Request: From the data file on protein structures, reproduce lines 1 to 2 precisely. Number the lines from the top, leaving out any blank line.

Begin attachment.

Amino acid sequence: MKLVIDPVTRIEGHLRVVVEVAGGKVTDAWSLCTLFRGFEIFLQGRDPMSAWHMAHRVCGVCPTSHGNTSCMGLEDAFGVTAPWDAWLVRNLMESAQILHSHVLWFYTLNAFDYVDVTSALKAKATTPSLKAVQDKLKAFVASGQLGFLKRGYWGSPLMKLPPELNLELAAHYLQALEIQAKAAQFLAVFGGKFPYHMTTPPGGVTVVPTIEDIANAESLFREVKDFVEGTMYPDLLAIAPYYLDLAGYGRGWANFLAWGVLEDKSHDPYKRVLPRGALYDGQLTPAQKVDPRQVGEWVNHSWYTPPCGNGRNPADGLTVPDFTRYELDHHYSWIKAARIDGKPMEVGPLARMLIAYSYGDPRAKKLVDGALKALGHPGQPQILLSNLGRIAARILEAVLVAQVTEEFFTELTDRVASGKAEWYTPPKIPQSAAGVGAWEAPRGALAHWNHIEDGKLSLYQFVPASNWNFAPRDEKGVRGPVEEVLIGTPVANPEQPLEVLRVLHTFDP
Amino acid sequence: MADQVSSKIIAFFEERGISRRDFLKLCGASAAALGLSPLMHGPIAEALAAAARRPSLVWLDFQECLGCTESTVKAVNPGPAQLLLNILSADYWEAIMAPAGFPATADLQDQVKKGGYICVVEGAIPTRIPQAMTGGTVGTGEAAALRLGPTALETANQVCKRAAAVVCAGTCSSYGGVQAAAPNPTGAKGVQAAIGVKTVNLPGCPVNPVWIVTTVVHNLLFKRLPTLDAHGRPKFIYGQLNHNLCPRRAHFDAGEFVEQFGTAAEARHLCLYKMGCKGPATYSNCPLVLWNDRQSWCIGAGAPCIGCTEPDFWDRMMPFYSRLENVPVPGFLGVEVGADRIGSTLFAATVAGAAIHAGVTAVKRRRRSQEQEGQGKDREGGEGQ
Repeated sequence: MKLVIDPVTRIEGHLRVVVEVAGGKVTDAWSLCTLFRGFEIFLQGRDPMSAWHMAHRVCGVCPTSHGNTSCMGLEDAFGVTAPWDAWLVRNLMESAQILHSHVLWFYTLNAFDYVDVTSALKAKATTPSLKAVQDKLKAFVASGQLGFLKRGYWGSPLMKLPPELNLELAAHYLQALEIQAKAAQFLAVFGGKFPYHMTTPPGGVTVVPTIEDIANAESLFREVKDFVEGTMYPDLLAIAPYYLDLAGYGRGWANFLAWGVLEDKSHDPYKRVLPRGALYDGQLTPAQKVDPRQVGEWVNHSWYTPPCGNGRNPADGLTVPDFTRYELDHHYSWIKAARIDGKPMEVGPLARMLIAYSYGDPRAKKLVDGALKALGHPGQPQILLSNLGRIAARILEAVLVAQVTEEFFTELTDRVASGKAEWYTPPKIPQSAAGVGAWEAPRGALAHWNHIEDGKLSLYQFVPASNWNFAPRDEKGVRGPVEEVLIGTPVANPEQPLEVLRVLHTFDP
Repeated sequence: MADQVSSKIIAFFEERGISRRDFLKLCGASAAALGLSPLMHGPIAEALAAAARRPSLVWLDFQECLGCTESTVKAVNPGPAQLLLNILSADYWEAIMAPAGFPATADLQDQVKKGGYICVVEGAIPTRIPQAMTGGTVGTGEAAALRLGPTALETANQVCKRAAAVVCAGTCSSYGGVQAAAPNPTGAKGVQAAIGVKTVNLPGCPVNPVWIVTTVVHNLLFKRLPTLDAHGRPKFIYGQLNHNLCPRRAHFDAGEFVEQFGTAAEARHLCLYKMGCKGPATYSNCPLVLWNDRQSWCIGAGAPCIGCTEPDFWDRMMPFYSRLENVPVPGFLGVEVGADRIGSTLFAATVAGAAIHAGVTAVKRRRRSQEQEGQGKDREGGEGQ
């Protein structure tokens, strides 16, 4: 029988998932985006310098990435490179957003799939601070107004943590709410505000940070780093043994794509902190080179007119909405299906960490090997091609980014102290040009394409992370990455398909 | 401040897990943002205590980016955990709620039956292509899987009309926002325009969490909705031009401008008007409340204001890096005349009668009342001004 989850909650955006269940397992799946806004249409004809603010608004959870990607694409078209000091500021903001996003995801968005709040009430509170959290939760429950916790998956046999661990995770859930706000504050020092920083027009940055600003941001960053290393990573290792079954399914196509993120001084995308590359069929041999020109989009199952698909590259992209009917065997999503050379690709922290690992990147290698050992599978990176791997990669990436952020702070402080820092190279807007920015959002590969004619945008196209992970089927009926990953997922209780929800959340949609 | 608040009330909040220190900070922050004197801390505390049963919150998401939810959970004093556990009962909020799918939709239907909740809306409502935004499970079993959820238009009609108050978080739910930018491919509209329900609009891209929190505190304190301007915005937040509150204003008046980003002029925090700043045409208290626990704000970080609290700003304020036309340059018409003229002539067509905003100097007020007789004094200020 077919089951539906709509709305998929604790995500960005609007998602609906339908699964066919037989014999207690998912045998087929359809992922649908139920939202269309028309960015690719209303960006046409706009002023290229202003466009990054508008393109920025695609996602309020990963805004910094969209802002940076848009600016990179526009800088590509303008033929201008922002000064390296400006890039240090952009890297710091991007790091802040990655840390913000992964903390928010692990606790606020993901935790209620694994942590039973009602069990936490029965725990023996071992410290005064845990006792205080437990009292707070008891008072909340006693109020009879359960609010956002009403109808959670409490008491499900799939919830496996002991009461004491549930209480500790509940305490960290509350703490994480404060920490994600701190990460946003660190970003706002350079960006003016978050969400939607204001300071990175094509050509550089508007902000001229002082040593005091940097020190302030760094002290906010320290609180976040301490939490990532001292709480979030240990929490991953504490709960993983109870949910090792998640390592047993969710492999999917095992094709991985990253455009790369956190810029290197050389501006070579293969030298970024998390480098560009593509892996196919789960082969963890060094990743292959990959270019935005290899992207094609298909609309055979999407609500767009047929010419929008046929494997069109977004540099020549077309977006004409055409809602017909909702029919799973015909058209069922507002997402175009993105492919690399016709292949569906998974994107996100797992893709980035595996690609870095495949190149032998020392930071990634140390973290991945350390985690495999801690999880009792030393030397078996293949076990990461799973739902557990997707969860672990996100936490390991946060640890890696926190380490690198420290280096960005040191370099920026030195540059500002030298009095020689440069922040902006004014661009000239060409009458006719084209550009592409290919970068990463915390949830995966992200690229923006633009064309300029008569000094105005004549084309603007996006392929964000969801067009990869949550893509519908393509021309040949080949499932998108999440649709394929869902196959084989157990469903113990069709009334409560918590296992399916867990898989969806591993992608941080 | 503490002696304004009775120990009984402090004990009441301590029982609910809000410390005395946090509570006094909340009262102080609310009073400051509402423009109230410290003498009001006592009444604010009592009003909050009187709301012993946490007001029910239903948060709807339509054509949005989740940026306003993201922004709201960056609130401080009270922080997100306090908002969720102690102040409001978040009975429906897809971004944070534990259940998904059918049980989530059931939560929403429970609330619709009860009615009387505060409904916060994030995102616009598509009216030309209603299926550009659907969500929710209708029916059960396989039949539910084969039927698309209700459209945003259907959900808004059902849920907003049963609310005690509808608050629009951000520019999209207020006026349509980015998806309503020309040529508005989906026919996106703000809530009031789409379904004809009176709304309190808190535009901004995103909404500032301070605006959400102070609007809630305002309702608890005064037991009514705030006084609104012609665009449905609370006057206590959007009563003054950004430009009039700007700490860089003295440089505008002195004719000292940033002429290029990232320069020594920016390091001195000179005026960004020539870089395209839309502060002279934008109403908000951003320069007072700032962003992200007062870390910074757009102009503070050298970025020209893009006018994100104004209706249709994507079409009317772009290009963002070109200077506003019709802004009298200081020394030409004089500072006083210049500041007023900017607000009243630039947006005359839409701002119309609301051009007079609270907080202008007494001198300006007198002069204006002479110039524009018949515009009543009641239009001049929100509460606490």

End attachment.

Amino acid sequence: MKLVIDPVTRIEGHLRVVVEVAGGKVTDAWSLCTLFRGFEIFLQGRDPMSAWHMAHRVCGVCPTSHGNTSCMGLEDAFGVTAPWDAWLVRNLMESAQILHSHVLWFYTLNAFDYVDVTSALKAKATTPSLKAVQDKLKAFVASGQLGFLKRGYWGSPLMKLPPELNLELAAHYLQALEIQAKAAQFLAVFGGKFPYHMTTPPGGVTVVPTIEDIANAESLFREVKDFVEGTMYPDLLAIAPYYLDLAGYGRGWANFLAWGVLEDKSHDPYKRVLPRGALYDGQLTPAQKVDPRQVGEWVNHSWYTPPCGNGRNPADGLTVPDFTRYELDHHYSWIKAARIDGKPMEVGPLARMLIAYSYGDPRAKKLVDGALKALGHPGQPQILLSNLGRIAARILEAVLVAQVTEEFFTELTDRVASGKAEWYTPPKIPQSAAGVGAWEAPRGALAHWNHIEDGKLSLYQFVPASNWNFAPRDEKGVRGPVEEVLIGTPVANPEQPLEVLRVLHTFDP
Amino acid sequence: MADQVSSKIIAFFEERGISRRDFLKLCGASAAALGLSPLMHGPIAEALAAAARRPSLVWLDFQECLGCTESTVKAVNPGPAQLLLNILSADYWEAIMAPAGFPATADLQDQVKKGGYICVVEGAIPTRIPQAMTGGTVGTGEAAALRLGPTALETANQVCKRAAAVVCAGTCSSYGGVQAAAPNPTGAKGVQAAIGVKTVNLPGCPVNPVWIVTTVVHNLLFKRLPTLDAHGRPKFIYGQLNHNLCPRRAHFDAGEFVEQFGTAAEARHLCLYKMGCKGPATYSNCPLVLWNDRQSWCIGAGAPCIGCTEPDFWDRMMPFYSRLENVPVPGFLGVEVGADRIGSTLFAATVAGAAIHAGVTAVKRRRRSQEQEGQGKDREGGEGQ